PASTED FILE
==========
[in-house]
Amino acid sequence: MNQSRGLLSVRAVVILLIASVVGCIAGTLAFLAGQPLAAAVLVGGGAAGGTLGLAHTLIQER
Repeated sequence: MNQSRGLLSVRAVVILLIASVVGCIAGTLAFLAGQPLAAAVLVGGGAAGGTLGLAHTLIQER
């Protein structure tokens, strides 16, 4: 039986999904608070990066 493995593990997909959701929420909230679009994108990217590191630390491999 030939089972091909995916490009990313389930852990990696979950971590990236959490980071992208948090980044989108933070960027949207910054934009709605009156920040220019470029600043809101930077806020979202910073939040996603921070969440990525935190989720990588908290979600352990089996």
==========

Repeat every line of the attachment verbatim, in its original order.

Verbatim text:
[in-house]
Amino acid sequence: MNQSRGLLSVRAVVILLIASVVGCIAGTLAFLAGQPLAAAVLVGGGAAGGTLGLAHTLIQER
Repeated sequence: MNQSRGLLSVRAVVILLIASVVGCIAGTLAFLAGQPLAAAVLVGGGAAGGTLGLAHTLIQER
């Protein structure tokens, strides 16, 4: 039986999904608070990066 493995593990997909959701929420909230679009994108990217590191630390491999 030939089972091909995916490009990313389930852990990696979950971590990236959490980071992208948090980044989108933070960027949207910054934009709605009156920040220019470029600043809101930077806020979202910073939040996603921070969440990525935190989720990588908290979600352990089996």